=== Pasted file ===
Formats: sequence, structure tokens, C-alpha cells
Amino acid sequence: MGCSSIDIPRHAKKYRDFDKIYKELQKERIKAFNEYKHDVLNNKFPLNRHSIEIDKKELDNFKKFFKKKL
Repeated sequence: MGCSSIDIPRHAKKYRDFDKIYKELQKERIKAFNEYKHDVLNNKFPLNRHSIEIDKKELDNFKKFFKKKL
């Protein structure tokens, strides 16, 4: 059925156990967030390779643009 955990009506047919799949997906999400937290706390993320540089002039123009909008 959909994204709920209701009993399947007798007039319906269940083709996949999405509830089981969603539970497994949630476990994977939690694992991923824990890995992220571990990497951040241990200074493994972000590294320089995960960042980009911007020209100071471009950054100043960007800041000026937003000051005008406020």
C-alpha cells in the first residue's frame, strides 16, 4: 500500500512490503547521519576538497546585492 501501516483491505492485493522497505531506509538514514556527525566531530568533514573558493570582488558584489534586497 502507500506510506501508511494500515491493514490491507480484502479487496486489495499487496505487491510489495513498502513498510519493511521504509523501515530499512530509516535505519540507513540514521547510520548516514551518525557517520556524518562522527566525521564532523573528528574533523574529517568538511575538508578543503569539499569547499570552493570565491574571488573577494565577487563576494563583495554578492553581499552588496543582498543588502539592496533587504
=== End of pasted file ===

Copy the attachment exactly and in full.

Formats: sequence, structure tokens, C-alpha cells
Amino acid sequence: MGCSSIDIPRHAKKYRDFDKIYKELQKERIKAFNEYKHDVLNNKFPLNRHSIEIDKKELDNFKKFFKKKL
Repeated sequence: MGCSSIDIPRHAKKYRDFDKIYKELQKERIKAFNEYKHDVLNNKFPLNRHSIEIDKKELDNFKKFFKKKL
């Protein structure tokens, strides 16, 4: 059925156990967030390779643009 955990009506047919799949997906999400937290706390993320540089002039123009909008 959909994204709920209701009993399947007798007039319906269940083709996949999405509830089981969603539970497994949630476990994977939690694992991923824990890995992220571990990497951040241990200074493994972000590294320089995960960042980009911007020209100071471009950054100043960007800041000026937003000051005008406020």
C-alpha cells in the first residue's frame, strides 16, 4: 500500500512490503547521519576538497546585492 501501516483491505492485493522497505531506509538514514556527525566531530568533514573558493570582488558584489534586497 502507500506510506501508511494500515491493514490491507480484502479487496486489495499487496505487491510489495513498502513498510519493511521504509523501515530499512530509516535505519540507513540514521547510520548516514551518525557517520556524518562522527566525521564532523573528528574533523574529517568538511575538508578543503569539499569547499570552493570565491574571488573577494565577487563576494563583495554578492553581499552588496543582498543588502539592496533587504